+ Another Path:
JoAnn: If I wasn’t a retail jeweler I’d be working as a ____________?
I’d probably still be working as a benefits specialist or at least in some type of insurance field. I maintained that position for 22 years at Champion Paper before Roy convinced me that the jewelry store would be our true calling.
Mark: If I wasn’t a retail jeweler I’d be working as a ____________?
Graphic designer. My degree is in Graphic Design from Miami University and I did it for seven years before settling in the family business permanently. It’s been a great background as the design influence has helped with custom designing jewelry in-house. I can’t really imagine doing anything else now, but like many guys I would have also loved having my own sports radio talk show!
+ Management Decisions:
JoAnn: When you officially took the helm of the family businesses, what was the first really big decision you made that was a high risk, high reward management decision?
In the early days of the family business some of the high risk, high reward decisions I made was hiring more staff, taking on more inventory and expanding our services and product offerings by bringing on our first full-time goldsmith. In the late 1990’s a lot of people came to Yelton’s because we had a goldsmith.
Mark: What big decision are you waiting to make when the reins of the family business are under the next generation’s control?
The recent move to our own freestanding store was the biggest decision I’ve been part of since joining the family business. In 2009 when we moved to our current location, I knew this was the level of store my father wanted the family business to be.
Now that we’re in this store, we have to define how the store is going to be known in this market. Bigger decisions are ahead in positioning Yelton’s as a bridal and a fashion-forward store. We’ve already established partnerships with Hearts On Fire, Gabriel & Co., MaeVona and Simon G for finished bridal and loose diamonds. But we’re also concentrating on female self-purchases with beads, silver jewelry and affordable colored stone and diamond-set fashion jewelry and other fashion accessory items such as exclusive handbag lines at various price points.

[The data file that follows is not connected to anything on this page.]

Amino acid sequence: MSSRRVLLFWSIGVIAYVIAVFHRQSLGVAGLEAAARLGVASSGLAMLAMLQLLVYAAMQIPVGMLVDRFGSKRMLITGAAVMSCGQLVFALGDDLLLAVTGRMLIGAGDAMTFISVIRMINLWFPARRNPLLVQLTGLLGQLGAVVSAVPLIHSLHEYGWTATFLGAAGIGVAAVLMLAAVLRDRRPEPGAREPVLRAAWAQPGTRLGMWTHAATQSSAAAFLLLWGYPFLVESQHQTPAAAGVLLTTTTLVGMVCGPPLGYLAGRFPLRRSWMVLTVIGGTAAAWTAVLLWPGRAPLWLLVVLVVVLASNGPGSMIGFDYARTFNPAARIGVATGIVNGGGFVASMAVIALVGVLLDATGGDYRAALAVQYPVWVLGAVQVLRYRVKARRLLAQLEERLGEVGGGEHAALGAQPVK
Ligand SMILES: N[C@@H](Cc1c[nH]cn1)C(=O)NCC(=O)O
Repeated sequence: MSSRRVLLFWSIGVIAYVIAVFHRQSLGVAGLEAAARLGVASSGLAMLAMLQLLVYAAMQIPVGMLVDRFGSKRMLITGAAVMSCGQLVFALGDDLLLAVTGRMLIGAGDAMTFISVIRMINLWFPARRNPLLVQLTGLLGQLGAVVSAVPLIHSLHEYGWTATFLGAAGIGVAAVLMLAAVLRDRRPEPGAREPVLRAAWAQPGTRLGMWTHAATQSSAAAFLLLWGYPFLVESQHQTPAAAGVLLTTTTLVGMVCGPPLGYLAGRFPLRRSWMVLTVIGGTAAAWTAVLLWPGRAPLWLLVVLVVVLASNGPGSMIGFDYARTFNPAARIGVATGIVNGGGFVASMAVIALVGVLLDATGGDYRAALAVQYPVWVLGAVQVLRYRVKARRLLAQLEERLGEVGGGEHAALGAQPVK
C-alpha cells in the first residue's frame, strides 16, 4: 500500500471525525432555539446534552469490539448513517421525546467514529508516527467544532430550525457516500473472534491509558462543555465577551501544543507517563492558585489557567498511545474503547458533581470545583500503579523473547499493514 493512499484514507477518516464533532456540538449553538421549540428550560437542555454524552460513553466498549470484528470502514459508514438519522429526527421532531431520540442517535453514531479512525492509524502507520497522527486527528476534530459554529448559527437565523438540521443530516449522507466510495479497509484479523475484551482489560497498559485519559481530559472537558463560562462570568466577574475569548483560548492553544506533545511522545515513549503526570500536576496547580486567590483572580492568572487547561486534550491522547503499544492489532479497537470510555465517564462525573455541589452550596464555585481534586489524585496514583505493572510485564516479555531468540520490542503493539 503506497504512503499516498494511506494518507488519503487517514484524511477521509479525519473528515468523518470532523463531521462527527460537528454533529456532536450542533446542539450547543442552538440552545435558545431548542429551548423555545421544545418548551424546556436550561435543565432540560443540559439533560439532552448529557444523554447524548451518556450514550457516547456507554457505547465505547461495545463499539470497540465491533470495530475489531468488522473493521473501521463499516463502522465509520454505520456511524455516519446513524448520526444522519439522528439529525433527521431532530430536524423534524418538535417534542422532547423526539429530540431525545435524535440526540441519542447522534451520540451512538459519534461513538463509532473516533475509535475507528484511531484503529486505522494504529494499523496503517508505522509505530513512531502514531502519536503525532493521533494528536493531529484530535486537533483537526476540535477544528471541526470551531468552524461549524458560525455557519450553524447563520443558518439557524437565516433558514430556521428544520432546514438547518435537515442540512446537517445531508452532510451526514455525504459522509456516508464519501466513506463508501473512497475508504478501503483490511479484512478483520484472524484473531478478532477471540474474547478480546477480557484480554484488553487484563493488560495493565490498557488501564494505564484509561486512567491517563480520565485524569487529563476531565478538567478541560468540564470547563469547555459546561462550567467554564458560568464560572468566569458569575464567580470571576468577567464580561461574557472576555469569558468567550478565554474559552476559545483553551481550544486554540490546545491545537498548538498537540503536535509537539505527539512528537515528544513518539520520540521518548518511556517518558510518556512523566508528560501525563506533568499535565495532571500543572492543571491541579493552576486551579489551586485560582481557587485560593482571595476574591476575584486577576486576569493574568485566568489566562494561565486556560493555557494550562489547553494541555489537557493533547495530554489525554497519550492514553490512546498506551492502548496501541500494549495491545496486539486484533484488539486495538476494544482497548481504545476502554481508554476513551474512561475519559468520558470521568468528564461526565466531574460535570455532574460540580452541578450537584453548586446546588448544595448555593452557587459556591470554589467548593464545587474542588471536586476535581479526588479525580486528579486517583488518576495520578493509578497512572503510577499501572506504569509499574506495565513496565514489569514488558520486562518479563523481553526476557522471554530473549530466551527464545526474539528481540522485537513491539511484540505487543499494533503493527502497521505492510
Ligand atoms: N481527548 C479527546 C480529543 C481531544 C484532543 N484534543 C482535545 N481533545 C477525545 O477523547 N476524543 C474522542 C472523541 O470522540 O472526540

+ Ideas for the Future
JoAnn: Of all the ideas and ambitions you had when taking control of the family business, what was the worst idea and what was one of your better ideas?
In the very beginning one of the better ideas we had was to bring on Rembrandt Charms. Back then charms were huge and by 1992, we were doing a lot of business. We decided to display the company’s charm with their tower display, which gave customers an overwhelming number of choices. The huge selection and many charm choices got people talking about us. In the early days Roy brought on what was then considered to be very different colored stone – tanzanite, blue topaz and amethyst. He also purchased a lot of two-tone jewelry and had a penchant for creating unique or custom settings.
One of our worst decisions was opening a second store. It spread our resources too thin, confused our customers and placed a lot of undo stresses on the family business. But, it did bring us to West Chester. Over the years we’ve learned how to serve this market and Mark’s ideas for the future with bridal and fashion are starting to pan out for us.
Mark: Have any of your ideas been implemented, proving to your father the future of the family business is in good hands? And, even the best manager can have a hair-brained idea. Name one of your clunkers.
When I joined the family business in the summer of 2002, we had no website. We didn’t even have an email account. Coming from a marketing and design background, one of the last tasks I performed with my former company was designing websites, so I had the contacts and the ideas on how to create a corporate website for the store. The customer reaction to the website was good and it eventually moved us away from old traditional print mediums, like the phone book ads – my father’s favorite. At this point I’m moving more into new media outlets, with my wife Tina taking charge of our store’s presence on the social media websites.
One of my worst decisions was not making better marketing and advertising decisions that didn’t allow us to get a better return on our promotional investments. The early ads had no sense of urgency or call to action, which I think resulted in a waste of budget resources. Also, we dropped some of our billboard campaigns, which were getting too expensive to hold on to and I worked with my father to get rid of dead inventory. He enjoyed buying jewelry – a lot! Perhaps I should have stepped in earlier to reduce surplus inventory issues before they became money-losing stock.
My dad always loved buying jewelry for my mom. He actually became really interested after investigating an individual in the area to be sure they weren’t selling stolen jewelry. My dad along with another police officer posed as customers to this individual who only took appointments on referrals. After investigating and learning that the guy was legit and had a vendor’s license they became friends. My dad ended up buying quite a bit of jewelry for my mom and even me. Once this guy was going to retire he actually suggested my dad give jewelry a try. He said he thought my dad had the right personality and passion for it… turns out he was right.